With all that was packed into the three day conference, reading some of the post conference wraps I can't help but notice some of the attention given to the tangential issue of where J Street and its supporters are found on the left-right political spectrum. First, let me say that I get it.Writers gotta write and bloggers gotta blog. And true, some of the analysis can be interesting to read. But this sort of discussion, like its sister debate in political campaigns, focuses too much on the horse race, obscuring the point that brought 2,500 people together – the urgent push for a two state solution in order to secure Israel’s future as a Jewish and democratic homeland. Viewed against the existential threat that the lack of a viable peace process presents, trying to place J Street and its supporters along a left-right political spectrum or gauging who earned the loudest, most polite or tepid applause serves only to diminish the dire moment in which we find ourselves.

Israeli Prime Minister and Likud Chair Benjamin Netanyahu has, himself, acknowledged the need for an independent Palestinian state living along side a safe and secure Israel. The former heads of Israel’s security branches overwhelmingly support a two state solution along the 1967 borders with land swaps. A two state solution is both the official policy of the United States government and the PLO. So what’s with the obsession with trying to place J Street, which was founded for the express purpose of advocating for a two state solution, on a left-right continuum? In 2012, a two state solution is simply no longer a left-right issue. It’s a matter that is necessary for Israel’s survival.

Supporters of a two state solution arrive from a variety of perspectives. Many, like former Brigadier General Amram Mitzna, view the matter as necessary from a military-security vantage. Some, like Rabbi Donniel Hartman, come to the conclusion from their understanding of what Judaism requires of us. Others advocate for this solution to vindicate the human rights of the Palestinians. Certainly some see a peace agreement between Israelis and Palestinians as serving American security interests. And I welcome anyone who is willing to work for a two state solution regardless from which camp he or she comes; although befitting the complexity of human thought many of us find ourselves as belonging to more than one of these camps, or perhaps all of them.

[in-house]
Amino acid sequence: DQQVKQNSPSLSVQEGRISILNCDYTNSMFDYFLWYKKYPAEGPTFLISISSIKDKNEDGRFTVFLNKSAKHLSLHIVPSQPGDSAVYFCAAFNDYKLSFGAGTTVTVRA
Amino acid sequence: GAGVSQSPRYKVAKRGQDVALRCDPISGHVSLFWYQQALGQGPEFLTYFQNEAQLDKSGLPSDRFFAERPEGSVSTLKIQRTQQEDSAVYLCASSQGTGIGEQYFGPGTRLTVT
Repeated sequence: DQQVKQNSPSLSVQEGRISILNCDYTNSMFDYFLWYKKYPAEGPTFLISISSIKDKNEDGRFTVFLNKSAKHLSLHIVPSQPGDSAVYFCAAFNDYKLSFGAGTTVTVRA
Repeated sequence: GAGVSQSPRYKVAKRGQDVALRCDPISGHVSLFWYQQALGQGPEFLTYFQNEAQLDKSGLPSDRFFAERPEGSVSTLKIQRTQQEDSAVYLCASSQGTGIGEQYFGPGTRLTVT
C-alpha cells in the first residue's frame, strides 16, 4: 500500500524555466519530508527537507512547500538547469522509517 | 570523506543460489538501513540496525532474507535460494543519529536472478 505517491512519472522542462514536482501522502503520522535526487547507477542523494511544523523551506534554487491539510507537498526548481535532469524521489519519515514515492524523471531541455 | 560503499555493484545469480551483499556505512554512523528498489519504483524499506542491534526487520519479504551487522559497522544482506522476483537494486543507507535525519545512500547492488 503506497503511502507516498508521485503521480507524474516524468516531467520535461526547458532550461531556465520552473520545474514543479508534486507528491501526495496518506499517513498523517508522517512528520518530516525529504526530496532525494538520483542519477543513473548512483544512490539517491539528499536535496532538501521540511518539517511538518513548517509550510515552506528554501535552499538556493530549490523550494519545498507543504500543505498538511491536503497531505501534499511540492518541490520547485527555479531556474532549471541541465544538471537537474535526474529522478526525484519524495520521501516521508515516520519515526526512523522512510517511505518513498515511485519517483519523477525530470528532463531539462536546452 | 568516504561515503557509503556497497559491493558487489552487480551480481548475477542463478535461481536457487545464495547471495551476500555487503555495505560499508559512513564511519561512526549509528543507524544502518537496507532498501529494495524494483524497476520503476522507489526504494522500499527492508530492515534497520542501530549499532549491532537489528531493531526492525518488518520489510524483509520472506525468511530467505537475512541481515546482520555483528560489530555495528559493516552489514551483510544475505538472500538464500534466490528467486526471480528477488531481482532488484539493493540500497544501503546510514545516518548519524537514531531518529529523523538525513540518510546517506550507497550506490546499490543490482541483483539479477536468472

So as we push forward toward the same goal – a safe and secure Jewish and democratic Israel, it is time to move past the false left-right dichotomy. Instead of trying to pigeon hole each other, we should be talking about how to make a two state solution a reality, or at the very least, preserve its possibility. Because we may well discover that while we are taking the temperature of the room, the house has collapsed around us.

Make no mistake. This is what we face if we do not change the current dynamic. Every day that goes by without progress on a two state solution is one day closer to the end of the Zionist enterprise. It is therefore incumbent upon all who care about Israel to ask ourselves every morning what we will do that day to make it happen. The choice now before us is not which path to pursue, but whether we will actually pursue it.

Note: In the spirit of full disclosure, I am a member of the J Street Board of Directors and was privileged to open this year's conference alongside Hannah Fishman of the J Street U chapter at Reed College.

Thursday, March 1, 2012

When Hanin Met Danny



Ami Kaufman of +972 posted a 10 minute clip  of Israeli news anchor Danny Kushmaro interviewing Hanin Zoabi. (Ami's clip provides English subtitles.) For the uninitiated, Hanin is a woman, an Arab and a member of the Israeli Knesset. The clip includes Hanin's brief history in the Knesset as a lighting rod. But what caught me about Ami's post was its title: "WATCH Hanin Zoabi: Israel has no right to live in security."

And indeed during the ten minute segment, Hanin said: "You are not allowed to live in security. An occupying people has no right for a normal life. It has no right." But this brief exchange was not the theme of the interview nor even a major part of it; there was no real followup to this declaration. My point here is not to take issue with or to defend Hanin.What struck me was something altogether different.